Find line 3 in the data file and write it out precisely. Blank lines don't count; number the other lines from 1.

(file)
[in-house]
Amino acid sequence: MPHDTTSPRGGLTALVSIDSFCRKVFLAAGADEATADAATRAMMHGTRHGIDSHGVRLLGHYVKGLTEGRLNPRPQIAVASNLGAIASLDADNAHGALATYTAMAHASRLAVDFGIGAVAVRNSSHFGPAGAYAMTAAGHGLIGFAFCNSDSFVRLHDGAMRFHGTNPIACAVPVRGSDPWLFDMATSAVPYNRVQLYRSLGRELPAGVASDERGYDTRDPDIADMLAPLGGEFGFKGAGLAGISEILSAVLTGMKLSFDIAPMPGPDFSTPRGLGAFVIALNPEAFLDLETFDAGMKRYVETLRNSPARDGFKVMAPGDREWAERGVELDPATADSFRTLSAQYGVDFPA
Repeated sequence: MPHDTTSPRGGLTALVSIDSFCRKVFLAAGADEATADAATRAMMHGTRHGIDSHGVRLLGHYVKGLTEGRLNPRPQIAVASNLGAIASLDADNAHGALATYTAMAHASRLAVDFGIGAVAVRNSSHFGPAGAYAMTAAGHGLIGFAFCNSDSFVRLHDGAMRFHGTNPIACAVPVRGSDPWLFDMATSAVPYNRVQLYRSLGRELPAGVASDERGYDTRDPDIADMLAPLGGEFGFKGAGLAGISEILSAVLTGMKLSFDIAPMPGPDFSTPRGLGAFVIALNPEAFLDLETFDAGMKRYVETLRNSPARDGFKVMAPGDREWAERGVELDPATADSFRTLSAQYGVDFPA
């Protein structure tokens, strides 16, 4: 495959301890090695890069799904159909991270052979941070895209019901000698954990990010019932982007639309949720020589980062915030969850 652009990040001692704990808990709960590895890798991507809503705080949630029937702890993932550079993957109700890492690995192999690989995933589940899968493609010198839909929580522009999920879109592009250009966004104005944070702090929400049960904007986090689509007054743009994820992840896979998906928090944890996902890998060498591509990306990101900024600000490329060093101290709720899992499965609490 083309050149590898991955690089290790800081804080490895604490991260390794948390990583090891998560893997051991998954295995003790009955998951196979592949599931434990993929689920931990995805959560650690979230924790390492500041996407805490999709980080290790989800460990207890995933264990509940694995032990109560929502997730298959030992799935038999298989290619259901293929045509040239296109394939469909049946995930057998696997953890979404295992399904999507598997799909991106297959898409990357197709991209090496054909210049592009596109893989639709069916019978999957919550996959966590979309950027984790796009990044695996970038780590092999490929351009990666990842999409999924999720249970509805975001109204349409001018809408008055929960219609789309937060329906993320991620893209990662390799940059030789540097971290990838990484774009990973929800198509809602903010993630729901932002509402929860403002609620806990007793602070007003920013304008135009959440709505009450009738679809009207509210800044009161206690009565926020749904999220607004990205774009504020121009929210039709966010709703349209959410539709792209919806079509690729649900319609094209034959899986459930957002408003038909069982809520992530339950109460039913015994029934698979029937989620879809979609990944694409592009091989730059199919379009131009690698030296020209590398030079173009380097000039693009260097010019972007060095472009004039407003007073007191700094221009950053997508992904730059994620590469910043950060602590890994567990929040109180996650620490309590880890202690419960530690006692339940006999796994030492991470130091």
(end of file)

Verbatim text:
Repeated sequence: MPHDTTSPRGGLTALVSIDSFCRKVFLAAGADEATADAATRAMMHGTRHGIDSHGVRLLGHYVKGLTEGRLNPRPQIAVASNLGAIASLDADNAHGALATYTAMAHASRLAVDFGIGAVAVRNSSHFGPAGAYAMTAAGHGLIGFAFCNSDSFVRLHDGAMRFHGTNPIACAVPVRGSDPWLFDMATSAVPYNRVQLYRSLGRELPAGVASDERGYDTRDPDIADMLAPLGGEFGFKGAGLAGISEILSAVLTGMKLSFDIAPMPGPDFSTPRGLGAFVIALNPEAFLDLETFDAGMKRYVETLRNSPARDGFKVMAPGDREWAERGVELDPATADSFRTLSAQYGVDFPA